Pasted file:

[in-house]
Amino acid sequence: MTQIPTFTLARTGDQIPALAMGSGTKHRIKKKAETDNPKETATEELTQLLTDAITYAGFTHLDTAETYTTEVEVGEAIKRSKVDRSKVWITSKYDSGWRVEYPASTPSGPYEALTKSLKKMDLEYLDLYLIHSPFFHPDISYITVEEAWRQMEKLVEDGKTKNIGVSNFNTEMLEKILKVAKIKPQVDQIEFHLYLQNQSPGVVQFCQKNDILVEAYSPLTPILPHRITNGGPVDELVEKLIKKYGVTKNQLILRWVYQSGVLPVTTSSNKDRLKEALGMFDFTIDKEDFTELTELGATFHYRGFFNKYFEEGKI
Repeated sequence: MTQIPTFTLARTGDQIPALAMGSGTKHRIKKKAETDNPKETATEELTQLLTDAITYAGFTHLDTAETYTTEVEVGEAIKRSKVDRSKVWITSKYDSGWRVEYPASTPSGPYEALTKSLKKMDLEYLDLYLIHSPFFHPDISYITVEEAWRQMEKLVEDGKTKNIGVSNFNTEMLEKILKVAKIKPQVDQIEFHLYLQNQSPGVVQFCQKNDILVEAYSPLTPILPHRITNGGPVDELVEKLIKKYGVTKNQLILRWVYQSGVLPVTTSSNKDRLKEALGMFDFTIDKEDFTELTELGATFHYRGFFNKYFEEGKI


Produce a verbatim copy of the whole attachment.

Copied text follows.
[in-house]
Amino acid sequence: MTQIPTFTLARTGDQIPALAMGSGTKHRIKKKAETDNPKETATEELTQLLTDAITYAGFTHLDTAETYTTEVEVGEAIKRSKVDRSKVWITSKYDSGWRVEYPASTPSGPYEALTKSLKKMDLEYLDLYLIHSPFFHPDISYITVEEAWRQMEKLVEDGKTKNIGVSNFNTEMLEKILKVAKIKPQVDQIEFHLYLQNQSPGVVQFCQKNDILVEAYSPLTPILPHRITNGGPVDELVEKLIKKYGVTKNQLILRWVYQSGVLPVTTSSNKDRLKEALGMFDFTIDKEDFTELTELGATFHYRGFFNKYFEEGKI
Repeated sequence: MTQIPTFTLARTGDQIPALAMGSGTKHRIKKKAETDNPKETATEELTQLLTDAITYAGFTHLDTAETYTTEVEVGEAIKRSKVDRSKVWITSKYDSGWRVEYPASTPSGPYEALTKSLKKMDLEYLDLYLIHSPFFHPDISYITVEEAWRQMEKLVEDGKTKNIGVSNFNTEMLEKILKVAKIKPQVDQIEFHLYLQNQSPGVVQFCQKNDILVEAYSPLTPILPHRITNGGPVDELVEKLIKKYGVTKNQLILRWVYQSGVLPVTTSSNKDRLKEALGMFDFTIDKEDFTELTELGATFHYRGFFNKYFEEGKI